Most Popular Spanish D.O.s
Here are a few of the most popular Spanish D.O.s to keep an eye out for when wine shopping. As Danny mentions in the video, with over 70 D.O.s in Spain, there truly is a wine here for everyone!
- Rioja – Spain’s most famous region for reds, known for their bold wines. But — little-known fact outside of Spain — they also produce fantastic high-quality white wines in the region too. The primary varietal used in Rioja is Tempranillo, though Grenache, Graciano and Carignan are widely used as well in the production of their reds.
- Priorat – Full-bodied, complex reds – one of Spain’s most celebrated wine regions, and our personal favorite. Grenache is the most traditionally used varietal, but their reds also include the use of Carignan, Cabernet Sauvignon, Merlot and Syrah.
- Ribera del Duero – The region in the heart of the country known for their famous bold red wines. Tempranillo is the primary grape, but is also often accompanied by Cabernet Sauvignon, Merlot and Malbec.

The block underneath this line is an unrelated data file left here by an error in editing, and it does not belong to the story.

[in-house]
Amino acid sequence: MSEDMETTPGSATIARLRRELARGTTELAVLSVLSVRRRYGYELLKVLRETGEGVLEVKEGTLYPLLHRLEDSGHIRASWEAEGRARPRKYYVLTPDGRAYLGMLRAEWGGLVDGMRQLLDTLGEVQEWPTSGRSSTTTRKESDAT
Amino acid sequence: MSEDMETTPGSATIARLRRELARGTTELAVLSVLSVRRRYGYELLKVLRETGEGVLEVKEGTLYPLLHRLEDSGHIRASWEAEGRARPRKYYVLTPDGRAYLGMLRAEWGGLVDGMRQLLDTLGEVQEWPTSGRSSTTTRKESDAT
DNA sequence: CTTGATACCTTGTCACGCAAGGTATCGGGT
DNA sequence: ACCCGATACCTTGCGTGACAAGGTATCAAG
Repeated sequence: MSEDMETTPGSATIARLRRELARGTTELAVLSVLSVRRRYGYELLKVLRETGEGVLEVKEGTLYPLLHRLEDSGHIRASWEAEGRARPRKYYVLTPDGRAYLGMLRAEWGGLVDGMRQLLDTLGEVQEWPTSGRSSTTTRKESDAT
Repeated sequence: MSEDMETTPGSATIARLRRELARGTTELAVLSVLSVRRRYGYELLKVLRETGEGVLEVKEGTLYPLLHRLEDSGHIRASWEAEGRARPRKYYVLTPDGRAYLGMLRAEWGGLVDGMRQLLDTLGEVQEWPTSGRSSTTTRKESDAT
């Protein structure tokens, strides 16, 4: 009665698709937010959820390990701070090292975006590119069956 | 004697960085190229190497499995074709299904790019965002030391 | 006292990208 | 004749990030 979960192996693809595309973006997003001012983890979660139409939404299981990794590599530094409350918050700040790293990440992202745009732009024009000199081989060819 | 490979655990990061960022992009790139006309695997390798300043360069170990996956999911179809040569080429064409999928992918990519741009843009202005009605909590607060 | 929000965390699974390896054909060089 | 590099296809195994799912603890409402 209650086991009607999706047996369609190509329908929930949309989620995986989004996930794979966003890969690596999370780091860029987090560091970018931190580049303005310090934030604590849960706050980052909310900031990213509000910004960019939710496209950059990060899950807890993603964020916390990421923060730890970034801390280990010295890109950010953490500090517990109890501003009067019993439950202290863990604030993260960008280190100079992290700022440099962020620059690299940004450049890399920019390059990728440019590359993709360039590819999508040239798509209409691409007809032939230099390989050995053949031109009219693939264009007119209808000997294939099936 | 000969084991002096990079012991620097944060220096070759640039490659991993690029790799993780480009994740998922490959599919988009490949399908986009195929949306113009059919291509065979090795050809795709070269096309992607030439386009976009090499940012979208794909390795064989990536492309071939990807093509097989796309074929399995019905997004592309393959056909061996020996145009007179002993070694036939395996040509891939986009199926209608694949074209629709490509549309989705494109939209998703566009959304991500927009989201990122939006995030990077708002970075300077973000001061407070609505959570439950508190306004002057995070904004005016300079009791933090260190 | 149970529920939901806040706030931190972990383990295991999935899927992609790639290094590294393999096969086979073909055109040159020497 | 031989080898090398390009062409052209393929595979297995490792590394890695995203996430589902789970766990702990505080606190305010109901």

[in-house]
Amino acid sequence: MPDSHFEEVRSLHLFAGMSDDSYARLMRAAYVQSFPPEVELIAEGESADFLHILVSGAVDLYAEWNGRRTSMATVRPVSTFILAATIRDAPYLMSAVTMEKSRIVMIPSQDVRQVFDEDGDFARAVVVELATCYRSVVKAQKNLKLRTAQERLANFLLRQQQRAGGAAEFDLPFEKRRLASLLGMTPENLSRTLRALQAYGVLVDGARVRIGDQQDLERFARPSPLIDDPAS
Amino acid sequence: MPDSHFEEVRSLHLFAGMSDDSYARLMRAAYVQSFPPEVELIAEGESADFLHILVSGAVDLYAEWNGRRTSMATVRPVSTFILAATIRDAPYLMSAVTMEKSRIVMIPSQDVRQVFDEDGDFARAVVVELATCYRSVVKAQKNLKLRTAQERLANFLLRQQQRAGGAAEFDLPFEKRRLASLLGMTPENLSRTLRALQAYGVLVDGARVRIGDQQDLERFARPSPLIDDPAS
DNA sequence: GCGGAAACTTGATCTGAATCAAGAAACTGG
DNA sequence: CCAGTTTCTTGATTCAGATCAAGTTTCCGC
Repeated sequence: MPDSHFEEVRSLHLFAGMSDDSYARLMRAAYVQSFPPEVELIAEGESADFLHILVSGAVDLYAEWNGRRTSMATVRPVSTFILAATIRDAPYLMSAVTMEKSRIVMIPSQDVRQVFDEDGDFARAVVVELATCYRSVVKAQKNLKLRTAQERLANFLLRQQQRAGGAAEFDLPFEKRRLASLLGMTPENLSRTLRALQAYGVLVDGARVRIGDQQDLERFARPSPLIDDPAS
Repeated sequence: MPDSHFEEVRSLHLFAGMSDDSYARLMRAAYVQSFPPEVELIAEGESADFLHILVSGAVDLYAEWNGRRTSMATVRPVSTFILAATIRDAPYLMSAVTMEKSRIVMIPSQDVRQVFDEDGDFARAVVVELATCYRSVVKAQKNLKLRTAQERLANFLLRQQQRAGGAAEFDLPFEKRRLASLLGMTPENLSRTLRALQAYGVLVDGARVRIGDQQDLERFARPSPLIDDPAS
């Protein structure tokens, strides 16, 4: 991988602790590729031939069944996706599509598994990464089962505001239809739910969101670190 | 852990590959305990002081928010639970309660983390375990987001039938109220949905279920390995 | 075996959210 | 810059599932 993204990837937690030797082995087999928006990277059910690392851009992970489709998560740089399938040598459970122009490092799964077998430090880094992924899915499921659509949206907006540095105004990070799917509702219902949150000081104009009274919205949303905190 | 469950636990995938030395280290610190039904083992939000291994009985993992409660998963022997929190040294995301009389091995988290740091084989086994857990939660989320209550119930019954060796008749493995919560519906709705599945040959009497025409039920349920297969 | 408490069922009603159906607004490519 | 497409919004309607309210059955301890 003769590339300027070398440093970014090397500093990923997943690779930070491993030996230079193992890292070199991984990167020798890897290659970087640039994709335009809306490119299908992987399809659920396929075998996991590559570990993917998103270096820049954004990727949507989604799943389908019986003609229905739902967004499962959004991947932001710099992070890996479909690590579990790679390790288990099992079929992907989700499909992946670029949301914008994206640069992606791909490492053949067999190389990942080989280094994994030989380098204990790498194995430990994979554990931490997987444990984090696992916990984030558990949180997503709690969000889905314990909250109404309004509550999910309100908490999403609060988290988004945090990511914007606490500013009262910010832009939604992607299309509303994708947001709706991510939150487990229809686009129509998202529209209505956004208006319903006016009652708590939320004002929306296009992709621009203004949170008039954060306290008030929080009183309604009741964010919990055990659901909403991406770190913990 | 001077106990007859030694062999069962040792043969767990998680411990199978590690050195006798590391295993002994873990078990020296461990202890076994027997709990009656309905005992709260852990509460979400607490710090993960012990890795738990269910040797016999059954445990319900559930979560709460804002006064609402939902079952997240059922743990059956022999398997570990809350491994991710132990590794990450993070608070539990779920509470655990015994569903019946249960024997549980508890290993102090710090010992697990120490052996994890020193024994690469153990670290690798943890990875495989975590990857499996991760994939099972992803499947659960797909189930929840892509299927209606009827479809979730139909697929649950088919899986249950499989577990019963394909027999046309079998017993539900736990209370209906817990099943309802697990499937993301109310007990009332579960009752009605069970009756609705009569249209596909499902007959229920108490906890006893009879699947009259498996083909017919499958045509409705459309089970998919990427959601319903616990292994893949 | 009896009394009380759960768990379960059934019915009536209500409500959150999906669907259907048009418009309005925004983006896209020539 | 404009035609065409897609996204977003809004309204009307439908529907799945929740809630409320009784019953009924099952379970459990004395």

- Castilla-La Mancha – The largest continuous vine-growing region in the world, La Mancha focuses on a couple of Spanish staples — Grenache and Tempranillo.
- Rueda – Great summer wines, made primarily with the Verdejo grape (in the style of Sauvignon Blanc though not the same!).
- Rias Baixes – One of our favorite regions for white wines, primarily made with Albariño grapes from Spain’s Atlantic coast – crisp, dry, and full of minerality.
- Navarra – Drawing from the Atlantic and Mediterranean and located close to the French border, Navarra produces some of the best rosés that Spain has to offer. Grenache, Tempranillo and Cabernet Sauvignon are three of the most prominent varietals in the region.